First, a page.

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To the east of the constellation Orion sits the little known and hard-to-see constellation called Monoceros. Its name is Greek for unicorn, and was probably penned by a Dutch cartographer named Petrus Plancius in the 17th century. In the unicorn’s head, which is immediately to the left of Orion’s chest, sits the Rosette Nebula. It appears on Earth to be 1 degree across, which is about 5 times the size of the full Moon and has an actual radius of 65 light years, although estimates vary. The nebula's apparent magnitude is a relatively dim 9, which is impossible to see with the unaided human eye. The nebula's dimness made it rather difficult to discover.
This large cloud of gas and dust sits about 5,000 light years from the Earth, although other estimates of the Rosetta Nebula's distance can be as low as 1,500 light years. It is composed mostly of hydrogen, but contains dust and other elements as well. The nebula is classified as an H II region, meaning that the gas has been ionized by by the intense light being emitted by stars that have formed in it. The huge amounts of gas in the Rosette Nebula are driving the formation of very large and bright O and B type stars. The extremely energetic solar wind from these stars has created an area roughly 3,000 cubic light years in volume at the nebula's center with a temperature of 6 million kelvins. This hot gas itself emits X-rays, and its discovery shed new light on how solar wind from massive stars interact to create violent shocks.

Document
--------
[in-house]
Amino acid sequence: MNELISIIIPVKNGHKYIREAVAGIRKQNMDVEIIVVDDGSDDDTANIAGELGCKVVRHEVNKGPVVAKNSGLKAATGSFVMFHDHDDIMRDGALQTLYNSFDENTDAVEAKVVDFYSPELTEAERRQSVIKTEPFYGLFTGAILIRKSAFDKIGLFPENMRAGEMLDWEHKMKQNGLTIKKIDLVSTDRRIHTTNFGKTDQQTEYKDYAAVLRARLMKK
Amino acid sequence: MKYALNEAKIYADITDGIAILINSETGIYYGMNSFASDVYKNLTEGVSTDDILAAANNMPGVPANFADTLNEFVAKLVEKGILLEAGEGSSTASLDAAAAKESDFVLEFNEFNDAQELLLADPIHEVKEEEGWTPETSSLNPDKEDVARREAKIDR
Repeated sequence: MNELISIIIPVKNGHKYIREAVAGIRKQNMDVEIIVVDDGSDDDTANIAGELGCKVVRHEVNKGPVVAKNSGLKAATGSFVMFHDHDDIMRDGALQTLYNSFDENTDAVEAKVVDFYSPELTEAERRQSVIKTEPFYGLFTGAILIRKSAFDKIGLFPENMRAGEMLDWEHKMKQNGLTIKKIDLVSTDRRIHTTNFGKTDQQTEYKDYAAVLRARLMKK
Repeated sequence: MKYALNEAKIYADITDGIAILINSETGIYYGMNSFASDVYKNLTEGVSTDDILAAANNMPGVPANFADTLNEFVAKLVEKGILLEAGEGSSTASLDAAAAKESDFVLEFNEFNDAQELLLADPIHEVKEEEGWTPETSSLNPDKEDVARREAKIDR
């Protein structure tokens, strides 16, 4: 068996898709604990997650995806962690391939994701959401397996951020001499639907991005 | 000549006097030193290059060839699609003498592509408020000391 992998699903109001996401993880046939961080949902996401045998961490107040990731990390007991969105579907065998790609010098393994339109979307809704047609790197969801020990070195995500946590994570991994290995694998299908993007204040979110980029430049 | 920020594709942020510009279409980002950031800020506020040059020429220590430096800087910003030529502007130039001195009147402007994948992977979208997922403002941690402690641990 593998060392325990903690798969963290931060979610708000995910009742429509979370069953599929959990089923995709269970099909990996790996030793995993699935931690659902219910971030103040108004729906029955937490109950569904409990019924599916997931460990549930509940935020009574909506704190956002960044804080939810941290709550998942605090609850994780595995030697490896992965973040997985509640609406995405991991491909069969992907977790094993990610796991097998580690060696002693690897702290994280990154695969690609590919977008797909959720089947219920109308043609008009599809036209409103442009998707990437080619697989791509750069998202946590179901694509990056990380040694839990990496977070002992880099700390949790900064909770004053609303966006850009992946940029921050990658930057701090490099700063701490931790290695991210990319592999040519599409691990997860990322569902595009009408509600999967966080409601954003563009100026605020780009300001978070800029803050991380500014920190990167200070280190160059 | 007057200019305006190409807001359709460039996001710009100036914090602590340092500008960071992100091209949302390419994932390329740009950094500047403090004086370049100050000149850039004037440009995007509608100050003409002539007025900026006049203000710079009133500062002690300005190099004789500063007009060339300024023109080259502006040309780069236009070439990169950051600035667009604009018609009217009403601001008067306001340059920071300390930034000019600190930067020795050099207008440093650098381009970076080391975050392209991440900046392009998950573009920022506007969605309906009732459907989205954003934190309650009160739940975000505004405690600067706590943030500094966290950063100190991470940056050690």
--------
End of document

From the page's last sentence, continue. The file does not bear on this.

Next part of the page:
The Rosette Nebula itself is a part of the much larger Rosette Molecular Cloud, and is differentiated by its emission of light. It is further broken down into several smaller parts which have been assigned NGC numbers; 2237, 2238, 2239, and 2246. In the center of the nebula sits the open star cluster NGC 2244, fueling the extreme temperatures. This open cluster was discovered in 1690 by John Flamsteed, but the Rosette Nebula took much more effort to find. The various parts of the nebula were discovered by three different astronomers: John Herschel found 2239, Albert Marth found 2238, and Lewis Swift found 2237 and 2246.
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Rosette Nebula 1: http://apod.nasa.gov/apod/image/0001/rosette_kpno_big.jpg
Rosette Nebula 2: http://www.iphas.org/rosette_dustlane.jpg
Monoceros: http://www.google.com/sky/ (DSS Consortium, SDSS, NASA/ESA)